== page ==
Letters to the Editor

Your views in 200 words or less

Tag: Jay Inslee


EMISSIONS: Carbon tax proposal has merit

Re: “New money, GOP Senate make taxes a hard sell” (editorial, 5-31).

Republican state Sen. Joe Fain’s dismissive-sounding description of Gov. Jay Inslee as a “cheerleader for the left” is like accusing a Rainier or Mariner player of cheering for his own team. That sounds like something to be admired and expected, something good teammates routinely do.

It’s offensive for you to take a laudatory behavior and turn it into a cynical sneer. A good debate tactic, I suppose, but not complimentary to your readers or to the senator.

The governor’s suggested carbon tax has at least two purposes.

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CLIMATE: Cap-and-trade would limit emissions

Monique Trudnowski’s recent Viewpoint (TNT, 4-26) criticizing Gov. Jay Inslee’s cap-and-trade plan is misleading. Although the Legislature passed a law requiring greenhouse gas emissions to come down to 1990 levels by 2020, it didn’t provide a way to enforce that limit. We’re not currently on track to meet it.

Inslee’s proposal would enforce the law by requiring the biggest emitters to cut carbon pollution using innovative market-based solutions and clean energy.

As president of Tahoma Audubon, I’ve seen the studies showing that half of our species of birds are threatened by climate change. We need to act now.

Transportation is

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EMISSIONS: Inslee needs to find new approach

Re: “Higher taxes not the best way to reduce emissions” (Viewpoint, 4-26).

Kudos to Monique Trudnowski! It’s not often enough that someone takes this approach. The way I read her article, she’s very politely saying that we should forget the partisanship, focus on the people’s goals, and then – like the good independent Washingtonians we are – continue to do what makes sense.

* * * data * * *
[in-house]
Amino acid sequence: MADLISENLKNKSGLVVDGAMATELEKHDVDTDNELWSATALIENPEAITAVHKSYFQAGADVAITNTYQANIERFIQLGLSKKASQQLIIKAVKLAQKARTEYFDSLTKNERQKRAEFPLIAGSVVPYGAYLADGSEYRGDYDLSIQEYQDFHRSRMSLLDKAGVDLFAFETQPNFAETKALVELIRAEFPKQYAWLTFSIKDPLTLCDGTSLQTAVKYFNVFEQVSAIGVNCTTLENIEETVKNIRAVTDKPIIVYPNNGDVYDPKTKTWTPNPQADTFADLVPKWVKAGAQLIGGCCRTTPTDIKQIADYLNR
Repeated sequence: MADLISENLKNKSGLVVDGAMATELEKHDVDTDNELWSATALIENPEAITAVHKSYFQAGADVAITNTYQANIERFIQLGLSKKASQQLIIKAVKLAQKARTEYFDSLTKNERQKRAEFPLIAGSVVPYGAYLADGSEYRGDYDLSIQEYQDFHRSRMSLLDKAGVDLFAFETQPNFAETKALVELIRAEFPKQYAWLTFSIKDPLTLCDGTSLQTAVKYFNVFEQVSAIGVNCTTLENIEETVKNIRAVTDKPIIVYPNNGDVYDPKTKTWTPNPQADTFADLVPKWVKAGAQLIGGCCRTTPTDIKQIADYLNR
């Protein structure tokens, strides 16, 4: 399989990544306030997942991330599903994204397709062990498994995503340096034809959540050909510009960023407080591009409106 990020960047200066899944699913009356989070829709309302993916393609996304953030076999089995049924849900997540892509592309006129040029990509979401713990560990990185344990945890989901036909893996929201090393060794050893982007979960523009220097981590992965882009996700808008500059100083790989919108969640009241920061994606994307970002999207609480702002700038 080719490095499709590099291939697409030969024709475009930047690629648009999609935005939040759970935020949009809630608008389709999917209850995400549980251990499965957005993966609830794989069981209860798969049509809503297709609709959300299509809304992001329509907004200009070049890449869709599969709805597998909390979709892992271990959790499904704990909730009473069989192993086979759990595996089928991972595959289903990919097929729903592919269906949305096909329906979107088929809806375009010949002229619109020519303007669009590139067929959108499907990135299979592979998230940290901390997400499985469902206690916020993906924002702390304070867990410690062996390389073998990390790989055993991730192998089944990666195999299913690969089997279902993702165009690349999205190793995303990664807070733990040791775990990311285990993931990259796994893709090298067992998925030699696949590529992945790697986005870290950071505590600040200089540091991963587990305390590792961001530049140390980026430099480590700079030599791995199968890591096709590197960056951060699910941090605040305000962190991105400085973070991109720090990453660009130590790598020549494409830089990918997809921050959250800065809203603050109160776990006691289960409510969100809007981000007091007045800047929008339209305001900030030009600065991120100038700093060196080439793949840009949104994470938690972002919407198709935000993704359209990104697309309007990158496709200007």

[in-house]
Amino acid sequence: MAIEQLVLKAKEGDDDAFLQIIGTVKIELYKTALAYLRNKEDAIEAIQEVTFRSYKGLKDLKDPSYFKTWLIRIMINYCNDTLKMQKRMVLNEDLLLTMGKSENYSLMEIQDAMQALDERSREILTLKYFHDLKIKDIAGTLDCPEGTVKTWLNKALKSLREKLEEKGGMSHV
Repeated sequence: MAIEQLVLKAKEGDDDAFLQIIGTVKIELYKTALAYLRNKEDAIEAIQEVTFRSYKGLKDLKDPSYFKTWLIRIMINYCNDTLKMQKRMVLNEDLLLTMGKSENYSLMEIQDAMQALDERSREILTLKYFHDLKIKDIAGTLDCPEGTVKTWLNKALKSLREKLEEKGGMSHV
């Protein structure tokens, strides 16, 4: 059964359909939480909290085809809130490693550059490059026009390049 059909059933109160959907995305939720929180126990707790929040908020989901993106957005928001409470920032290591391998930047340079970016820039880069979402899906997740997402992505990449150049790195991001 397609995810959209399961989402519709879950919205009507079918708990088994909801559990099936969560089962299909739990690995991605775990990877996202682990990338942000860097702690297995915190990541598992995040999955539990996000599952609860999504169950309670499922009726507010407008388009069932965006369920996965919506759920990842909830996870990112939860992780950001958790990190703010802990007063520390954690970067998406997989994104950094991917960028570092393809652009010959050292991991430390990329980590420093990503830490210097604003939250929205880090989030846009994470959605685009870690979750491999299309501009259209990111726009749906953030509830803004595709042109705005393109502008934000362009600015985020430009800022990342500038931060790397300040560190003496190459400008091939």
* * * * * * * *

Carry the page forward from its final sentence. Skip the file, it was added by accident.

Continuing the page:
Gov. Jay Inslee’s carbon tax proposal does not focus on the people’s goals and does not make sense. It will raise prices for everyone. It will drive potentially polluting industries from the care of concerned Washingtonians

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TAXES: Capital gains isn’t a reliable revenue source

Our governor’s 5 percent capital gains tax proposal on the “rich” to fund schools sounds good in theory. The theme is the “rich” can afford it and should pay more. That plays real well in the press.

The problem with theory is that is does not meet reality. First, capital gains income varies from year to year depending on the stock market. When the market goes down, as it always does over time (remember 2009 when it dropped from 14,000 to 6,300), there was no capital gains income to report. No gains, no revenue. Then what, governor?

Second, the “rich” have an

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TOBACCO: Vaping tax will cause deaths

Re: “Inslee tax would nearly double cost of vaping” (thenewstribune.com, 2-26).

I have a serious question for Jay Inslee: “Governor, why do you want people to die?”

For 20 years or so, it’s been public policy to encourage smoking cessation by imposing high taxes on tobacco products. It’s been a very gradual process, but the taxes have been partially successful. Smoking is on the decline.

Now we have an attractive and economical alternative to smoking cigarettes (vaping) that has the potential to finish the job, but Inslee wants to tax it to smithereens. Because of this tax, some smokers

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MENTAL HEALTH: More treatment needed

By state Supreme Court order, Gov. Jay Inslee and the Department of Social and Health Services recently responded to untreated mentally ill patients. Medicaid beds can now be allotted to halt psychiatric boarding in hospital hallways.

It is mandatory that ill patients receive care. Hopefully, we no longer stigmatize such individuals. In times past they were labeled as crazy or lunatics. They spent long years or a lifetime in asylums.

Today there is understanding of our brain structure and brain diseases, such as bipolar disorder, Alzheimer’s and dementia. We have studied the brain and its chemistry. We’ve heard of serotonin, dopamine,

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JBLM: Pierce County gets left behind again

Re: “500 make case against troop cuts” (TNT, 1-22).

I attended the public forum Wednesday at Clover Park Technical College on the Army proposal to cut back 11,000 civilian and military jobs at Joint Base Lewis-McChord. It struck me that once again Pierce County is being left behind by our state and national representatives.

If Boeing were proposing to cut 11,000 jobs in King and Snohomish counties, I am sure that the state and national political leaders would respond loud and clear in opposition, as well as finding tax incentives for the jobs to stay.

At the forum, we heard

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